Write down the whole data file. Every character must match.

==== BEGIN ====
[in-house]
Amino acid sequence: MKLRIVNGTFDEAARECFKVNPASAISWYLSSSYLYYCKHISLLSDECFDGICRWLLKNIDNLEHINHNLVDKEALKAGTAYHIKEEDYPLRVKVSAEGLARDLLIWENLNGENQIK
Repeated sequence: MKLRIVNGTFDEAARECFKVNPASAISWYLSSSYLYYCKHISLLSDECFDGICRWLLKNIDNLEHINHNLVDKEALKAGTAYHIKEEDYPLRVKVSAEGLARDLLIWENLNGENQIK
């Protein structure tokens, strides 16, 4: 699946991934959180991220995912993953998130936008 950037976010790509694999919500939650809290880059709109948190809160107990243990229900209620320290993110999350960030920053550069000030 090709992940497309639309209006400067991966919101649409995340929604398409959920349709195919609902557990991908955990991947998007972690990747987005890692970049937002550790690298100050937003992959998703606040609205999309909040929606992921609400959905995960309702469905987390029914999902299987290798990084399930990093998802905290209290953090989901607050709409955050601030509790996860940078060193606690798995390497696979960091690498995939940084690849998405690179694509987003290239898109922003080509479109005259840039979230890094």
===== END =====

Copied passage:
[in-house]
Amino acid sequence: MKLRIVNGTFDEAARECFKVNPASAISWYLSSSYLYYCKHISLLSDECFDGICRWLLKNIDNLEHINHNLVDKEALKAGTAYHIKEEDYPLRVKVSAEGLARDLLIWENLNGENQIK
Repeated sequence: MKLRIVNGTFDEAARECFKVNPASAISWYLSSSYLYYCKHISLLSDECFDGICRWLLKNIDNLEHINHNLVDKEALKAGTAYHIKEEDYPLRVKVSAEGLARDLLIWENLNGENQIK
């Protein structure tokens, strides 16, 4: 699946991934959180991220995912993953998130936008 950037976010790509694999919500939650809290880059709109948190809160107990243990229900209620320290993110999350960030920053550069000030 090709992940497309639309209006400067991966919101649409995340929604398409959920349709195919609902557990991908955990991947998007972690990747987005890692970049937002550790690298100050937003992959998703606040609205999309909040929606992921609400959905995960309702469905987390029914999902299987290798990084399930990093998802905290209290953090989901607050709409955050601030509790996860940078060193606690798995390497696979960091690498995939940084690849998405690179694509987003290239898109922003080509479109005259840039979230890094």